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Dear Mary: 'My self-employed husband hasn't brought in a wage for eight years'


Bills will not arrive in houselholds until April

Bills will not arrive in houselholds until April

Getty Images/Creatas RF

Many relationships have been put under huge strain by the economic downturn of recent years

Many relationships have been put under huge strain by the economic downturn of recent years


Bills will not arrive in houselholds until April

Relationship counsellor and psychosexual therapist Mary O'Conor offers relationship advice in her weekly column.

Q: This is probably not the right place to go with my particular problem, and I know that many others are far worse off than we are, but I cannot turn anywhere else because my husband would be very upset if I ever let down the side, as I feel I need to.

It is the economic situation which is at the root of it all. Despite the upturn we do not - and will not - feel it. I am in a permanent, paid full-time State job, and aware that I am very fortunate. Because of this, everyone thinks we are fine. My husband was self-employed - and still is - but he has had no income for the last eight years.

My own wages have been cut and frozen - when I look at the wage slips from eight years ago the net income is nearly half of what it used to be. We have children in and around their teens. We had savings but they have been whittled away paying the weekly grocery shopping as my wage barely covers the mortgage, ESB, insurance, tax and phones. We don't go on holidays, don't spend on new cars or clothes, and try to save every penny. It is, however, not enough.

But nobody can know, and I cannot go and find a second income myself because my husband says that would make him look terrible and how could I even consider such a thing. He cannot get another job - he is too old, too independent - and certainly not around here as it would be admitting to failure, and way too humiliating. He is not eligible for any State aid, dole or JobBridge as he is self-employed. He is at home, depressed, and sees no way out.

In the evenings, he may get some cans and then wants to spend the night talking to me, asking for ideas, asking me to be his shoulder to cry on. But anything I suggest as a solution is rejected as humiliating, and I cannot cry on anyone else's shoulder. It gets very hard for me to think logically. I have trouble sleeping, and have been sick but cannot afford to take time off work as that means a trip to the doctor for a cert - and I cannot afford that.

If the children get sick we do not go to the doctor unless it is very serious. Very soon the savings will be gone, and I am staring into the abyss. This hasn't been very well worded but I am sending it to you because I cannot send it to anyone else. How can I get another source of income without stepping on hubby's toes?

MARY: You say that 'Dear Mary' is most likely not the right forum for you to get answers to your problem, and as regards information on the dole, JobBridge and entitlements you are correct - you would be given all the relevant information for your particular situation and guided in the right direction by the Citizens Information Board.

But this is not really the problem - what you are trying to deal with is your husband's intransigence regarding anybody knowing that all is not well with the family's finances. So rather than saying 'what can we do together to help things?' he is asking you to find a solution whereby he gets to save face and continues to be seen as a breadwinner. Naturally, he shoots down everything you suggest because there is no easy answer, and if you were to get a second job then people would know.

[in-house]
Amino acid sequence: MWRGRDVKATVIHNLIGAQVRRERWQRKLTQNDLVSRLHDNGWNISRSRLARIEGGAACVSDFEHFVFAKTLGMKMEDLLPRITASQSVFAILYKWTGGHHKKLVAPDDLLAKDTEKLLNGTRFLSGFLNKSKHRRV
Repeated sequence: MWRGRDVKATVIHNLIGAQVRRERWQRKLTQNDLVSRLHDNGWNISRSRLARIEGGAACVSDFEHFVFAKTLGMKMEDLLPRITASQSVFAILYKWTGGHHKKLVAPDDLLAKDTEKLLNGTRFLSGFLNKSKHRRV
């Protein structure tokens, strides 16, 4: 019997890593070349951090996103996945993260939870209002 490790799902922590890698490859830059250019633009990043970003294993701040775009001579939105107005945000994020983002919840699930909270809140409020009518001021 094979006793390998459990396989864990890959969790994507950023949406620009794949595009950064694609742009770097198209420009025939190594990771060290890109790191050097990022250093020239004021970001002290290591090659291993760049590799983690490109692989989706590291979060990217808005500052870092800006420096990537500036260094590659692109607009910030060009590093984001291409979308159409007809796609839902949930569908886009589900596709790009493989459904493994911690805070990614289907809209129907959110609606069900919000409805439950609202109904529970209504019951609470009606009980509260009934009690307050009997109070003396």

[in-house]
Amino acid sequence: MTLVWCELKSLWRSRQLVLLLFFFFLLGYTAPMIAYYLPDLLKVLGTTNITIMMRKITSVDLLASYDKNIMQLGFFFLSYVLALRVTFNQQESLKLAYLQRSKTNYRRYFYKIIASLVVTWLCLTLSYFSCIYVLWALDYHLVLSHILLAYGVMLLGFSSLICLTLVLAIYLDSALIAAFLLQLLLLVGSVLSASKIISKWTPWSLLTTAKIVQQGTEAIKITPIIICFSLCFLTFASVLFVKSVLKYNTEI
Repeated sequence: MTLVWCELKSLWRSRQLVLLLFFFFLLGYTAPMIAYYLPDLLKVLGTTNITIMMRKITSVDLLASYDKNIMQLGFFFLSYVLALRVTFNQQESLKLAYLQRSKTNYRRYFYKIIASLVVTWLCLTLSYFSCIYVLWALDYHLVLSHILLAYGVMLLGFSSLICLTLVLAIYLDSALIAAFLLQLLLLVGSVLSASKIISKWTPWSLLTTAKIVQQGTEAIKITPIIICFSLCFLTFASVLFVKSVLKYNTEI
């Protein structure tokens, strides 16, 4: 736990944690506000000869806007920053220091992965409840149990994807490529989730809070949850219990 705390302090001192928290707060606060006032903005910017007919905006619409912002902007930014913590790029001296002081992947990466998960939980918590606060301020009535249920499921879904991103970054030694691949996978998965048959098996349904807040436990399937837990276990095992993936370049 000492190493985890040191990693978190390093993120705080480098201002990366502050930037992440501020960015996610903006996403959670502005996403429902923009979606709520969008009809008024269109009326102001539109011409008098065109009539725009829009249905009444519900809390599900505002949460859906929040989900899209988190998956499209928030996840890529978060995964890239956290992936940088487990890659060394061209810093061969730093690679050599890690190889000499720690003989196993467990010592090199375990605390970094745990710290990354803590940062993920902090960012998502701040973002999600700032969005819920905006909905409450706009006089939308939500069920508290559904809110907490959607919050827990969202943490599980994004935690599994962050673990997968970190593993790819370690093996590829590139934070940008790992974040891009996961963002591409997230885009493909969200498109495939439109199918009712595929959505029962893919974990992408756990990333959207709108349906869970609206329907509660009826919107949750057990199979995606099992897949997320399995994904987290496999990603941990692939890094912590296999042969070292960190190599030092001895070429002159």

While I understand his reluctance to let people know what is going on, I find it very difficult to accept that you have to be put in this position. After all, neither of you has done anything wrong, or anything to be ashamed of, and a lot of other people are in the same boat, with whatever variation of the story is relevant in their particular cases. But they will all be trying to exist on far less money than they had in the 'glory days' and they are trying to do their best to provide for their families. It is grossly unfair that you have to shoulder all the worry as he dumps his feelings of inadequacies onto you, and you cannot talk to anybody else about it.

If the answer to your current problem is for you to take a second job, then so be it. He can't have it both ways and you cannot sink under the weight of all this because of his pride. He has forced you into a very difficult situation and you need to be very strong now to get him to see the futility of his way of dealing with things.

You seem to be willing to take on a second job, and instead of being critical he should be grateful. Tell him that you are going to go ahead and do this because it is the only way out, and emphasise that nobody is going to judge him as being less of a man because of the way the economy has affected you both.

Perhaps, as a compromise, there is some way that he can help you while you are working, such as helping with the chores or extracurricular activities with the children so that there is more of an equal partnership feel about things rather than you doing all the work. If, however, nothing changes and he remains adamant that you don't do this then he will only have himself to blame when things hit rock bottom.


Sunday Independent

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